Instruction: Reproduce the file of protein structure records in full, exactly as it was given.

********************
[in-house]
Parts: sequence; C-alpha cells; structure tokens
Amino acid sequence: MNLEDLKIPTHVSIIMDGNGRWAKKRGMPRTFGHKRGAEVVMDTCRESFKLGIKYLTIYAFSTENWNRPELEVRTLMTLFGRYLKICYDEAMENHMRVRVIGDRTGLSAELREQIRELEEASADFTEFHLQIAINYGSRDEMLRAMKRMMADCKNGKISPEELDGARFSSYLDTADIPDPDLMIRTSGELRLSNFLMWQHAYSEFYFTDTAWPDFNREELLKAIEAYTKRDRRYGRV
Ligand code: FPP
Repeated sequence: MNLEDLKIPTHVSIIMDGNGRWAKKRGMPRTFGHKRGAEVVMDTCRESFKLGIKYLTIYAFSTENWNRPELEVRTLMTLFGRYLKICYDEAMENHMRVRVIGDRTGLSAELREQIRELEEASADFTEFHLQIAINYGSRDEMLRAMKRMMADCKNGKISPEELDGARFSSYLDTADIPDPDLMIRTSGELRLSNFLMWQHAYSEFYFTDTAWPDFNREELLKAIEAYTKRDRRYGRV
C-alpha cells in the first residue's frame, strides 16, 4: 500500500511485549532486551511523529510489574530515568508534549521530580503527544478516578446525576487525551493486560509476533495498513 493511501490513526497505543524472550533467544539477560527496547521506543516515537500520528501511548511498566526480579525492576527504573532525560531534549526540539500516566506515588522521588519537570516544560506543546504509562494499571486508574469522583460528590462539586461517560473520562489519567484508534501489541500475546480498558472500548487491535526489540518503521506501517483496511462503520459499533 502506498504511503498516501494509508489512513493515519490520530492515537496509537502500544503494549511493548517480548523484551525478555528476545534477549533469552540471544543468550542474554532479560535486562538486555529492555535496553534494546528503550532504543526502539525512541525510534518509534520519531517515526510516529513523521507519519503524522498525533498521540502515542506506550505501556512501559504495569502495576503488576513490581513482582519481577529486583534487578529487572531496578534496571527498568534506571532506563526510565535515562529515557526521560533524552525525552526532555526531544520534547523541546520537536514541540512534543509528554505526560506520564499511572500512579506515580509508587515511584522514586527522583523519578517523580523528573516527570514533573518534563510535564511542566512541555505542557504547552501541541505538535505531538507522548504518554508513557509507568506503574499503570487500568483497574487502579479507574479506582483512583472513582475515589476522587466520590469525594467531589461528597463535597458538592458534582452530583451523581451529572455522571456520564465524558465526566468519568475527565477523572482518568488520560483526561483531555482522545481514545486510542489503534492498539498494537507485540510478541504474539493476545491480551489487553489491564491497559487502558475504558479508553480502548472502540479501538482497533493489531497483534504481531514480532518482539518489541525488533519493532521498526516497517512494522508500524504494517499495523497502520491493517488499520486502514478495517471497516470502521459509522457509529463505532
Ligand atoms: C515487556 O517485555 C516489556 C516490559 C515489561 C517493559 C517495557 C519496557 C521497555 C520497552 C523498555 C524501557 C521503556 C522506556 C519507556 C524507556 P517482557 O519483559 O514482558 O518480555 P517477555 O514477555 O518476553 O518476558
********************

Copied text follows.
[in-house]
Parts: sequence; C-alpha cells; structure tokens
Amino acid sequence: MNLEDLKIPTHVSIIMDGNGRWAKKRGMPRTFGHKRGAEVVMDTCRESFKLGIKYLTIYAFSTENWNRPELEVRTLMTLFGRYLKICYDEAMENHMRVRVIGDRTGLSAELREQIRELEEASADFTEFHLQIAINYGSRDEMLRAMKRMMADCKNGKISPEELDGARFSSYLDTADIPDPDLMIRTSGELRLSNFLMWQHAYSEFYFTDTAWPDFNREELLKAIEAYTKRDRRYGRV
Ligand code: FPP
Repeated sequence: MNLEDLKIPTHVSIIMDGNGRWAKKRGMPRTFGHKRGAEVVMDTCRESFKLGIKYLTIYAFSTENWNRPELEVRTLMTLFGRYLKICYDEAMENHMRVRVIGDRTGLSAELREQIRELEEASADFTEFHLQIAINYGSRDEMLRAMKRMMADCKNGKISPEELDGARFSSYLDTADIPDPDLMIRTSGELRLSNFLMWQHAYSEFYFTDTAWPDFNREELLKAIEAYTKRDRRYGRV
C-alpha cells in the first residue's frame, strides 16, 4: 500500500511485549532486551511523529510489574530515568508534549521530580503527544478516578446525576487525551493486560509476533495498513 493511501490513526497505543524472550533467544539477560527496547521506543516515537500520528501511548511498566526480579525492576527504573532525560531534549526540539500516566506515588522521588519537570516544560506543546504509562494499571486508574469522583460528590462539586461517560473520562489519567484508534501489541500475546480498558472500548487491535526489540518503521506501517483496511462503520459499533 502506498504511503498516501494509508489512513493515519490520530492515537496509537502500544503494549511493548517480548523484551525478555528476545534477549533469552540471544543468550542474554532479560535486562538486555529492555535496553534494546528503550532504543526502539525512541525510534518509534520519531517515526510516529513523521507519519503524522498525533498521540502515542506506550505501556512501559504495569502495576503488576513490581513482582519481577529486583534487578529487572531496578534496571527498568534506571532506563526510565535515562529515557526521560533524552525525552526532555526531544520534547523541546520537536514541540512534543509528554505526560506520564499511572500512579506515580509508587515511584522514586527522583523519578517523580523528573516527570514533573518534563510535564511542566512541555505542557504547552501541541505538535505531538507522548504518554508513557509507568506503574499503570487500568483497574487502579479507574479506582483512583472513582475515589476522587466520590469525594467531589461528597463535597458538592458534582452530583451523581451529572455522571456520564465524558465526566468519568475527565477523572482518568488520560483526561483531555482522545481514545486510542489503534492498539498494537507485540510478541504474539493476545491480551489487553489491564491497559487502558475504558479508553480502548472502540479501538482497533493489531497483534504481531514480532518482539518489541525488533519493532521498526516497517512494522508500524504494517499495523497502520491493517488499520486502514478495517471497516470502521459509522457509529463505532
Ligand atoms: C515487556 O517485555 C516489556 C516490559 C515489561 C517493559 C517495557 C519496557 C521497555 C520497552 C523498555 C524501557 C521503556 C522506556 C519507556 C524507556 P517482557 O519483559 O514482558 O518480555 P517477555 O514477555 O518476553 O518476558